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EL: how to access properties/methods that are not getFoo() methods

Pat Farrell
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Joined: Aug 11, 2007
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    5

I have a fair number of getters for boolean values/states that are named something like:

public boolean isActivated();

in EL, it expects that the methods are named starting with 'get' such as 'getIsActivated()'

What is best practice for letting EL access these methods?

I'd rather not add new entry points just to have

public boolean getIsActivated() { return isActivated();};

That feels like a bug farm to me.
Bear Bibeault
Author and ninkuma
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Joined: Jan 10, 2002
Posts: 61218
    
  66

For Boolean properties, either getWhatever() or isWhatever() can be accessed with whatever.


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Pat Farrell
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Joined: Aug 11, 2007
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Cool, is that documented anywhere?

I find EL to be terribly frustrating, as the documentation is next to non-existant.
Bear Bibeault
Author and ninkuma
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  66

Pat Farrell wrote:Cool, is that documented anywhere?

It's part of the JavaBean conventions. It's not just an EL thing.

I find EL to be terribly frustrating, as the documentation is next to non-existant.

Actually, it has its own specification so it's rather extensively documented. However, I do find the EL Spec to be rather awful -- in Oracle's fervent desire to shove the abomination that is JSF down everyone's throat, they don't do a good job of pointing out what's valid for JSP versus JSF, making it seem much more overly complicated than it needs to be.

You might be better off looking at the JSP 2.0 Specification when the EL was still documented as part of JSP, and focused only on JSP. (But, of course, that won't include any changes made with JSP 2.1 and 2.2.)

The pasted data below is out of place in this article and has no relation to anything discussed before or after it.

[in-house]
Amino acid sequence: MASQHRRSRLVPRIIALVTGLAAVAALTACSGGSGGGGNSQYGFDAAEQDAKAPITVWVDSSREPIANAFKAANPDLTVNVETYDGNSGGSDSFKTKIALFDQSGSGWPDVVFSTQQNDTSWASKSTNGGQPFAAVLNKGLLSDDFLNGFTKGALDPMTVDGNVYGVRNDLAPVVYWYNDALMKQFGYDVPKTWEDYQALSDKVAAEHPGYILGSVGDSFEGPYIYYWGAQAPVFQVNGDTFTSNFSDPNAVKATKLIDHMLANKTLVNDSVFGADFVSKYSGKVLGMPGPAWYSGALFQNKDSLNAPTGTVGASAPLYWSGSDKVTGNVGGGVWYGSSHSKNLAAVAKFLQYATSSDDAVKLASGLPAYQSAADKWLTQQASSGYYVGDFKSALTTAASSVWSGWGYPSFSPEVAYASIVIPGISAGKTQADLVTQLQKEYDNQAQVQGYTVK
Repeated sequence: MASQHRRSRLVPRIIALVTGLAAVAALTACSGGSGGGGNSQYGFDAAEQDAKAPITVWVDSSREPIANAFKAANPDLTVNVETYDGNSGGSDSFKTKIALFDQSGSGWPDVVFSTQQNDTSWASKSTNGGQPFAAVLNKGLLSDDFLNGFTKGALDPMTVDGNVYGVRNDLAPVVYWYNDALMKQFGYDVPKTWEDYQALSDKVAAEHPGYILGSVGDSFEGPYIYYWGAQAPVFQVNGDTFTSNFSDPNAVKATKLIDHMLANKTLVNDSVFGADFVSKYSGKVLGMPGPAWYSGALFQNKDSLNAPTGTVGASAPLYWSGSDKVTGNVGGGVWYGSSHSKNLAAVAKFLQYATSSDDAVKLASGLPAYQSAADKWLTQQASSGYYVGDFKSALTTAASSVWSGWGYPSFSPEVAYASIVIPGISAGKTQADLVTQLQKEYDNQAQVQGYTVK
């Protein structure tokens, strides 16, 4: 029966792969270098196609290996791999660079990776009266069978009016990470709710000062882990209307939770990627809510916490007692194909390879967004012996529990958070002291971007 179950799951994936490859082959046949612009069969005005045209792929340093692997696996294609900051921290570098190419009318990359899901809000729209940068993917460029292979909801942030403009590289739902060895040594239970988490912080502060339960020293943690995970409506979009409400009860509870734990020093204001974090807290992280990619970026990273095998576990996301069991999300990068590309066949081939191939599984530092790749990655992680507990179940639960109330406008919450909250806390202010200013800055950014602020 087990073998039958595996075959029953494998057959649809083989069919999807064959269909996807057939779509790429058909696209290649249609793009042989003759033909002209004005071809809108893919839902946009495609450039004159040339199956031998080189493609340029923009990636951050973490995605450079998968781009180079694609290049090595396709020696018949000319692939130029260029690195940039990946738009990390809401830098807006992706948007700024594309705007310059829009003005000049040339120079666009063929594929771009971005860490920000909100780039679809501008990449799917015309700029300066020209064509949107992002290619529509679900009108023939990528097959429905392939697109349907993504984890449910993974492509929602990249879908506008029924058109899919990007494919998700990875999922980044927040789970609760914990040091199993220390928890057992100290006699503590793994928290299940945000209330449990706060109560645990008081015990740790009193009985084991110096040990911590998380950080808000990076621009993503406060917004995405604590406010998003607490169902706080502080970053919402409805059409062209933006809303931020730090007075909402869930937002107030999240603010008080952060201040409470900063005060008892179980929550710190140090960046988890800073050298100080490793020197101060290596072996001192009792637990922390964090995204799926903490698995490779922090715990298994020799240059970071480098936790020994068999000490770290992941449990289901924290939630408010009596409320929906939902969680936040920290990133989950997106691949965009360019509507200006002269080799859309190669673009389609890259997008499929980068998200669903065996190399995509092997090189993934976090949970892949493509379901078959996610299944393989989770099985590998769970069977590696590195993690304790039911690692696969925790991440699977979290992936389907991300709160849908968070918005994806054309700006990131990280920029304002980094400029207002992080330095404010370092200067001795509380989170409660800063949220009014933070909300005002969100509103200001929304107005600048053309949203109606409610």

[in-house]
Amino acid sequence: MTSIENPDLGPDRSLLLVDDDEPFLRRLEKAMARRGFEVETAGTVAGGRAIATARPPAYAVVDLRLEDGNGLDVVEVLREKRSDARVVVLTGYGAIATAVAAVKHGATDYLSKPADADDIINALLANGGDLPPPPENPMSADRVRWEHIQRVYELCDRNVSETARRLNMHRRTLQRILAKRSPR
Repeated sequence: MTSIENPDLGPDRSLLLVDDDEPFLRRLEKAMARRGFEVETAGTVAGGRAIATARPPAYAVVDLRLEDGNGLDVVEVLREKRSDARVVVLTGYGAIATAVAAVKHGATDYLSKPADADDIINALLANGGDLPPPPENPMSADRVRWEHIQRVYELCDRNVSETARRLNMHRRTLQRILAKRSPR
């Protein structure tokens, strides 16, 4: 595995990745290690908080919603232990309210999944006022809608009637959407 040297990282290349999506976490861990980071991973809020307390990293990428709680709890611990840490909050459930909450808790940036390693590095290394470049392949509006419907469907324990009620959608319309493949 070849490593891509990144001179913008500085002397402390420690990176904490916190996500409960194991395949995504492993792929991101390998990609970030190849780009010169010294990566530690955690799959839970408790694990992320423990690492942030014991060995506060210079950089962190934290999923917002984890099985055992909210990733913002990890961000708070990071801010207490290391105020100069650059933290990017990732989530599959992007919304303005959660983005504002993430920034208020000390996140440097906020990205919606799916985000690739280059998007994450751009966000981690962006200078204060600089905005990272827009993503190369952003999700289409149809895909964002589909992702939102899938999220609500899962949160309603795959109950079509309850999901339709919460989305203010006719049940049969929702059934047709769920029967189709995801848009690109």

Pat Farrell
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Joined: Aug 11, 2007
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I can't read Java specs, JSRs, from either Sun or Oracle. Perhaps there is actually information in them, but when I try to read them, all I see is blah blah blah

Every time I try to do a new construct in EL, be it a trivial IF/THEN/ELSE or a loop that isn't just over all elements in a list, it takes forever to find what the syntax is.

Writing a JSP page requires exact syntax of HTML, CSS, JavaScript, EL, each of which has unique syntax, options, and silly restrictions. Drives me nuts.

<end rant>
Bear Bibeault
Author and ninkuma
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  66

Pat Farrell wrote:Every time I try to do a new construct in EL, be it a trivial IF/THEN/ELSE or a loop that isn't just over all elements in a list, it takes forever to find what the syntax is.

Ah, you're mixing up the JSTL with the EL. The EL is simply the expression language; the tags are the JSTL.

The JSTL Spec is actually pretty good. Have you given it a try?

But I hear you about most Java Specs. The Servlet Spec and the JSTL Spec are pretty good. The JSP Spec, not so much. And some of the others may just have well been writing in Klingon for all the sense they make.

Writing a JSP page requires exact syntax of HTML, CSS, JavaScript, EL, each of which has unique syntax, options, and silly restrictions. Drives me nuts.

I'm a bit weird in that respect as none of that bothers me. I always seems to be held with a mix of admiration and bewilderment by my colleagues as they all just write Java (or C, in my current job) and can't understand how I can put up with using more than one language to get things done. To me, it's one of the things that keeps things interesting. I'd go nuts if I just wrote Java all day.

Pat Farrell
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Joined: Aug 11, 2007
Posts: 4658
    
    5

Bear Bibeault wrote:Ah, you're mixing up the JSTL with the EL. The EL is simply the expression language; the tags are the JSTL.


Yes, you are correct. Should have been

"HTML, CSS, JavaScript, EL, JSTL, each of which has unique syntax, options, and silly restrictions"

But I seem to always be using EL in tags of JSTL controlling HTML or altering the ID/div so the CSS varies......
 
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